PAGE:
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BATTERY CHARGER PULSE WIDTH MODULATION REGULATOR

IP.com Disclosure Number: IPCOM000012013D
Publication Date: 2003-Apr-02
Document File: 5 page(s) / 57K

Publishing Venue

The IP.com Prior Art Database

Abstract

KEYWORDS: PULSE WIDTH MODULATION, BATTERY CHARGER, MULTIPLE INTEGRATION METHOD

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Battery charger PULSE WIDTH MODULATION REGulator

Keywords: Pulse width modulation, battery charger, multiple integration method

Background

To charge a battery from a wall adapter a discrete P-channel MOS or bipolar PNP transistor is used to switch the current from the wall adapter to the battery.  There are different possible charge modes according to the nature and the state of the battery.  One of these modes is the fast charge mode where huge currents (several hundreds of mA to more than 1A) are sent to the battery.  In some cases this current can be a continuous one.  In that case the gate of the discrete transistor is driven with a constant voltage, regulated through a feedback loop.  In many other cases this current is pulsed (i.e., the transistor is switched on during only some part of the time, and it is closed the rest of the time).  The two states alternate at a frequency called the switching frequency.  It is generally desired in the case of a pulsed current to know the average value of the current provided to the battery and to be able to manage this value.  In many cases a sense resistor (50 to 200 milli-ohm) is put in series between the discrete transistor and the battery.  When the transistor is “on”, the voltage across the sense resistor is an image of the current loading the battery.  A measurement of this voltage is made by an analog to digital converter (which can be very simple if the desired accuracy is small) and the result is sent to a microprocessor which will adjust the duty cycle of the switching frequency to get the desired result.  One such technique is called Pulse Width Modulation (PWM).  The accuracy of this method is limited because the precision of the converter is limited as the speed of the converter plus the reaction time of the microprocessor limit the speed of acquiring thin pulses to provide low currents.  Moreover, this approach requires the use of a microprocessor; otherwise the above method is no longer feasible.  Thus a new method and circuit is needed to provide low charging currents without using a microprocessor and with minimal waste while avoiding at least the above mentioned problems.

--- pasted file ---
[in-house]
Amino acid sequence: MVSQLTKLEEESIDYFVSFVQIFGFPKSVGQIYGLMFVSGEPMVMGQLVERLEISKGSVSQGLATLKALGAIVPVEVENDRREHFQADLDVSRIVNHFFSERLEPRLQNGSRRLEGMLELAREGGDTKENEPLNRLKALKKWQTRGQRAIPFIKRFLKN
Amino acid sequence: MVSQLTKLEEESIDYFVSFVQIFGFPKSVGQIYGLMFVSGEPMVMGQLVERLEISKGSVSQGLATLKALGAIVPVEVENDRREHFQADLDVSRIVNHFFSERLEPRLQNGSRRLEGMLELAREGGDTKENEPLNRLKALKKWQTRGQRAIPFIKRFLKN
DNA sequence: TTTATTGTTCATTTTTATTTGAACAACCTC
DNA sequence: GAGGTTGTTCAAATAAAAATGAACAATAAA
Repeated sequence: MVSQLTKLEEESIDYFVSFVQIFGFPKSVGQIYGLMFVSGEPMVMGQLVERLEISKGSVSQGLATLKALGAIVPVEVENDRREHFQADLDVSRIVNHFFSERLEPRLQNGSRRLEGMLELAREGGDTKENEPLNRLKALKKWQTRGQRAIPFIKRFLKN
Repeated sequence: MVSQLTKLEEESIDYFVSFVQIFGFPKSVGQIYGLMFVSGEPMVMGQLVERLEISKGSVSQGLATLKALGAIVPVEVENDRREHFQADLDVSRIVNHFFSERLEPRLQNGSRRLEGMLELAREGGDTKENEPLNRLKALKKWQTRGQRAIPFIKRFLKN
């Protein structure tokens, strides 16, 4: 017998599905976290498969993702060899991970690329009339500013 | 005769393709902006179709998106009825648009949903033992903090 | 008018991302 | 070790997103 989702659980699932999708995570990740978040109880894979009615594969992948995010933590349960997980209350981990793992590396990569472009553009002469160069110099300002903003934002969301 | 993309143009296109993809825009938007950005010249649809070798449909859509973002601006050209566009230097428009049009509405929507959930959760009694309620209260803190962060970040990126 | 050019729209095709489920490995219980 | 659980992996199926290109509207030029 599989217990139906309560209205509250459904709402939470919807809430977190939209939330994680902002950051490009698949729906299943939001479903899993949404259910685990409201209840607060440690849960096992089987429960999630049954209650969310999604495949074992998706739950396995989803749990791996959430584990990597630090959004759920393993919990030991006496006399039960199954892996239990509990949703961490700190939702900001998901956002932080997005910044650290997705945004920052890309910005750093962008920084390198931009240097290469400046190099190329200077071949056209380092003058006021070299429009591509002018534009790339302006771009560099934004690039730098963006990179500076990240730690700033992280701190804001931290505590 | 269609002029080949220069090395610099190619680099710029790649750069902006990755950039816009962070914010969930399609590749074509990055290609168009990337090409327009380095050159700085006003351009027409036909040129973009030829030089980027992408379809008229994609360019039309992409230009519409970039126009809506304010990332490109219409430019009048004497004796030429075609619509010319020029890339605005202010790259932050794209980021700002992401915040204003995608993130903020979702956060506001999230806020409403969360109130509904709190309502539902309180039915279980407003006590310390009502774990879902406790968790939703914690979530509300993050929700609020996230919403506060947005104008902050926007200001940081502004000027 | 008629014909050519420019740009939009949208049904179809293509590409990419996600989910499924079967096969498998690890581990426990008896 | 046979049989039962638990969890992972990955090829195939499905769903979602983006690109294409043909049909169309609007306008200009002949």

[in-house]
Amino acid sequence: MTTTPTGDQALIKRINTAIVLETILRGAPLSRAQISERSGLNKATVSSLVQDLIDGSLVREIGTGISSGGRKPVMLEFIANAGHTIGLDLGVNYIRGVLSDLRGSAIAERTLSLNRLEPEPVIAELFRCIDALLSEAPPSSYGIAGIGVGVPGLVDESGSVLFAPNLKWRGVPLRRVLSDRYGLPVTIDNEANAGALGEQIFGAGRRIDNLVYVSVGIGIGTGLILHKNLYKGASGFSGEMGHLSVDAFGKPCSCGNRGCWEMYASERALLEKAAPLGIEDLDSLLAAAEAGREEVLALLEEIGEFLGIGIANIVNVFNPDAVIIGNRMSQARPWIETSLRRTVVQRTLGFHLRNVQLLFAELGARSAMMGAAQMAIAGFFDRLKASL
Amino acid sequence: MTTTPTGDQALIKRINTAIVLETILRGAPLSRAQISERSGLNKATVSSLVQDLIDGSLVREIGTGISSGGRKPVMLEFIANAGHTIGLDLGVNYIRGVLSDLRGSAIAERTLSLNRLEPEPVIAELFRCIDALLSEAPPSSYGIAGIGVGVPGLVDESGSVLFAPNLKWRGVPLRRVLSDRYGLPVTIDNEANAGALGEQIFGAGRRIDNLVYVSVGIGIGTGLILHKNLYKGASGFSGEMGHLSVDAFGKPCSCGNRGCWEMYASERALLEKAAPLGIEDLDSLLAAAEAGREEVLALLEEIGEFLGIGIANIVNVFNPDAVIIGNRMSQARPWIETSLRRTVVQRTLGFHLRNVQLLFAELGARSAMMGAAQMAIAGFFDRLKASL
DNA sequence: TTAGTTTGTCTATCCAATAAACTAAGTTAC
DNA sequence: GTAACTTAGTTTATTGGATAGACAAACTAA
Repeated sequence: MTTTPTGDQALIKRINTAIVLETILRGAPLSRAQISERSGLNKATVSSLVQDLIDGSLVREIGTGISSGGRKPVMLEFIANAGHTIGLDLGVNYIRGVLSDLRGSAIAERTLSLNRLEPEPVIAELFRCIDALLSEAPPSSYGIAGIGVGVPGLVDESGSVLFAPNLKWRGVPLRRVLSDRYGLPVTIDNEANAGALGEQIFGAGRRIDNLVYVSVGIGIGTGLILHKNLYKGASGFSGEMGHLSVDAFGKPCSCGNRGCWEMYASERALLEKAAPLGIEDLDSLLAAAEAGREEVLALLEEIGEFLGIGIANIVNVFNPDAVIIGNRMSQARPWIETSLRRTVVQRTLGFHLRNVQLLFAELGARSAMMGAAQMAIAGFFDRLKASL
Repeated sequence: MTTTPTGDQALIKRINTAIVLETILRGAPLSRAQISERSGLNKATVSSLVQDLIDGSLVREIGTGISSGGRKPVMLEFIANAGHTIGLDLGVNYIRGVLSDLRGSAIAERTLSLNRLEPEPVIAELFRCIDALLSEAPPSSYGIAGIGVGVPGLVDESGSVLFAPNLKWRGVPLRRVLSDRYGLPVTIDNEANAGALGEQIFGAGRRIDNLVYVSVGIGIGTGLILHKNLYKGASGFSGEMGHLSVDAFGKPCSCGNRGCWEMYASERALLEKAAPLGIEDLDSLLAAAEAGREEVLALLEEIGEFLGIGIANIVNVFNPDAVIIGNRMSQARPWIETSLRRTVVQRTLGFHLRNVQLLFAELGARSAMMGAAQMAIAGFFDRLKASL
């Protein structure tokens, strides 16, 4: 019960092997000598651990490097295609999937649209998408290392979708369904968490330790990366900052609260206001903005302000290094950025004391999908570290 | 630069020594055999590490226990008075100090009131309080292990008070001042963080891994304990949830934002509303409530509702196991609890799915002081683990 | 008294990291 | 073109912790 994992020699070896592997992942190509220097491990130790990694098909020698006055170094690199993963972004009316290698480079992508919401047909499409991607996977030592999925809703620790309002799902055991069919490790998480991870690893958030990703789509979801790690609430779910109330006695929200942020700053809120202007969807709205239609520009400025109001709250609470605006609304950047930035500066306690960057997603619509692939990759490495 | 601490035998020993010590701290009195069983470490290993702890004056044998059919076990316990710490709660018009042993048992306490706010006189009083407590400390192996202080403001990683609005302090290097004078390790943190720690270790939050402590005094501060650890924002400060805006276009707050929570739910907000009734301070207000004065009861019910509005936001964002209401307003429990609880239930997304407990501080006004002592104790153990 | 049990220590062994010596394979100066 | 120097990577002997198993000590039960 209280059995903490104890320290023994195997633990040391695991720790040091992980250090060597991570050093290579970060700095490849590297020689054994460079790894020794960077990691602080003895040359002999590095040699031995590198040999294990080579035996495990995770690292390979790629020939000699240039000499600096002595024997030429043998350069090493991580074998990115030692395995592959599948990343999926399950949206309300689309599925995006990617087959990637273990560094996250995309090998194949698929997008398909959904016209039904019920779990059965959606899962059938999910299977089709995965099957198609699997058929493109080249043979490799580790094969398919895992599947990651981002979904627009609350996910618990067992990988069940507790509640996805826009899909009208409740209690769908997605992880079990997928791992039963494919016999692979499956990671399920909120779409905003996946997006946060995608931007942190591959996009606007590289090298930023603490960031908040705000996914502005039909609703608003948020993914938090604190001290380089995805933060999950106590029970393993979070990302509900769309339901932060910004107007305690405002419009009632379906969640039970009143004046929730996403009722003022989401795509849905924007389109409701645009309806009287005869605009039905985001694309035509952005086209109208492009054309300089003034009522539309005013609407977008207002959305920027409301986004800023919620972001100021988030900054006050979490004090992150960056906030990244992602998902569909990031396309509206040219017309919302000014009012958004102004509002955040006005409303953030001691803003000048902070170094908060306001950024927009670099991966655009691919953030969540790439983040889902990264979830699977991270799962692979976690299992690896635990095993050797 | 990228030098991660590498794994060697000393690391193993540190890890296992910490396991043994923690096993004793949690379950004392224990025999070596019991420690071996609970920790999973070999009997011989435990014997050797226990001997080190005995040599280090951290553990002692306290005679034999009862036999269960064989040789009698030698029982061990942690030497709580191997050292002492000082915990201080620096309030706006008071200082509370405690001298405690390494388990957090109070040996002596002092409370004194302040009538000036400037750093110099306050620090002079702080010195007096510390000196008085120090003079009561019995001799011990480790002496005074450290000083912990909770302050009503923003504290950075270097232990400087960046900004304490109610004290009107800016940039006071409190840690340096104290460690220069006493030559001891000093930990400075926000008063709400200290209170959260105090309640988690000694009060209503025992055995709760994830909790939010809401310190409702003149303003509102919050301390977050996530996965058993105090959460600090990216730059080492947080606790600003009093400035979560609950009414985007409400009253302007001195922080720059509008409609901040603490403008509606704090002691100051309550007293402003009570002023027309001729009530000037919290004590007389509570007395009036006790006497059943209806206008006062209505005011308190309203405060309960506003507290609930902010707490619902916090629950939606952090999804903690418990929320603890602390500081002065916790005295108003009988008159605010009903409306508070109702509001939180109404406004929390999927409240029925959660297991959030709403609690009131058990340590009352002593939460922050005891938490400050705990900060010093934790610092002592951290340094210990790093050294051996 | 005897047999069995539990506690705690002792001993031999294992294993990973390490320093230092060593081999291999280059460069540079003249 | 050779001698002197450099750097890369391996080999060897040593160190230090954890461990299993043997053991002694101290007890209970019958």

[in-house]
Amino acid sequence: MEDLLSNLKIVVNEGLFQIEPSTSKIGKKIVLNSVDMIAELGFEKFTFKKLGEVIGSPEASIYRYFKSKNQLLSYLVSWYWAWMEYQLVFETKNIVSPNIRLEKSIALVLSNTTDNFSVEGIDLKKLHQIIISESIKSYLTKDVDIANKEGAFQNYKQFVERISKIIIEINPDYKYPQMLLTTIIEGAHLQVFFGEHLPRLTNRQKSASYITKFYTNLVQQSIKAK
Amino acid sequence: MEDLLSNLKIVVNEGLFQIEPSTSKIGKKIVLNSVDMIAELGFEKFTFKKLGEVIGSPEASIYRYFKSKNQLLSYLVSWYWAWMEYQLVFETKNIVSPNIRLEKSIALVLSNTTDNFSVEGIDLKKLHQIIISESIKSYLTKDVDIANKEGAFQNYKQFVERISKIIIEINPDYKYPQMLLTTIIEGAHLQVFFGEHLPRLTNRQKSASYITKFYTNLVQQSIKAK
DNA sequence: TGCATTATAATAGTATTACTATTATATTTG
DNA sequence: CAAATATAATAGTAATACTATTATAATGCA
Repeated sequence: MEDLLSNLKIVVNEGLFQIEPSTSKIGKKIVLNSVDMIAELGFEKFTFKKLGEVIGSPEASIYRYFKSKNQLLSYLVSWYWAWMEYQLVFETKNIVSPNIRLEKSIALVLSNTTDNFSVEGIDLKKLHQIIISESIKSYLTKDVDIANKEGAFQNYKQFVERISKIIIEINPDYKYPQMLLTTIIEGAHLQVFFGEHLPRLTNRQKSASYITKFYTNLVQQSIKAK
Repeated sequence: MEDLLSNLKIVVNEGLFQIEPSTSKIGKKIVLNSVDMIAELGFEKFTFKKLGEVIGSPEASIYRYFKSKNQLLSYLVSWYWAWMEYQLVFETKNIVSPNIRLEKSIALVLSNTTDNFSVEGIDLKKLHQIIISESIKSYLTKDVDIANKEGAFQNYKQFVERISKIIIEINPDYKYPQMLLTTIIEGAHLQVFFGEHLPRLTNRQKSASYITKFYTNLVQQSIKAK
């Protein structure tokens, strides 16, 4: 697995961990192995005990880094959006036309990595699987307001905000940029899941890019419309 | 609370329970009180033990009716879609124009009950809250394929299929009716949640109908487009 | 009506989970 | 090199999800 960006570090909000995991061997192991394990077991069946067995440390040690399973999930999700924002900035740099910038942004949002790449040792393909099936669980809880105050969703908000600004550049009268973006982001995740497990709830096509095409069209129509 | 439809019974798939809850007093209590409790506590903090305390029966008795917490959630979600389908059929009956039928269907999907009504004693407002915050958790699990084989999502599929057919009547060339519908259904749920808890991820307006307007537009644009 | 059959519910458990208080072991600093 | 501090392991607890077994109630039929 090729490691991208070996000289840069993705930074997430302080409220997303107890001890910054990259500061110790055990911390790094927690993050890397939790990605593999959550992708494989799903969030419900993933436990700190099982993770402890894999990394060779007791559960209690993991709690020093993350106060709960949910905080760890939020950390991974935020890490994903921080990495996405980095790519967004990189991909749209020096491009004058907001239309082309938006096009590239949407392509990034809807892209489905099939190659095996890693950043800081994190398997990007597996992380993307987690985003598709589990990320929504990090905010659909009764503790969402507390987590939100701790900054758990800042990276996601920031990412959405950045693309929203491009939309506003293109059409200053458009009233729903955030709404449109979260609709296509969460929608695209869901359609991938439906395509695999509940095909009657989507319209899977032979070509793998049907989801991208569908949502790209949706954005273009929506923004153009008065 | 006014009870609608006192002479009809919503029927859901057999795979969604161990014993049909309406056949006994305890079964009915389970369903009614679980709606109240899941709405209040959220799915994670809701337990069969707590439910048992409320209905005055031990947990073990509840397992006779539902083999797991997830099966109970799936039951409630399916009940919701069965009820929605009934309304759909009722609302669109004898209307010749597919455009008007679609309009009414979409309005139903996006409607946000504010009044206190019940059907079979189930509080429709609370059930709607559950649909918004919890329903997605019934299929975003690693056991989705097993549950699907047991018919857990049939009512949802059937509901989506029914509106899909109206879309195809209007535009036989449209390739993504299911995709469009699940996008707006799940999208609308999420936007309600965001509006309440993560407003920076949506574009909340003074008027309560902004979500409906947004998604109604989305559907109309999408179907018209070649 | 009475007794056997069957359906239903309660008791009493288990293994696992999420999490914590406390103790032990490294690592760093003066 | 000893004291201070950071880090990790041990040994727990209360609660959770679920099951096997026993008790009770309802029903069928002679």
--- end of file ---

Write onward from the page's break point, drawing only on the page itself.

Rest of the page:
Description

            A new method (refer to Fig. 2) is to charge an internal capacitor (refer to Fig. 4) with a reference current during one period of the switching frequency, then to discharge it with an image of the current loading the battery.  Thus, when the capacitor returns to its initial state the external PMOS transistor will be switched off (in the...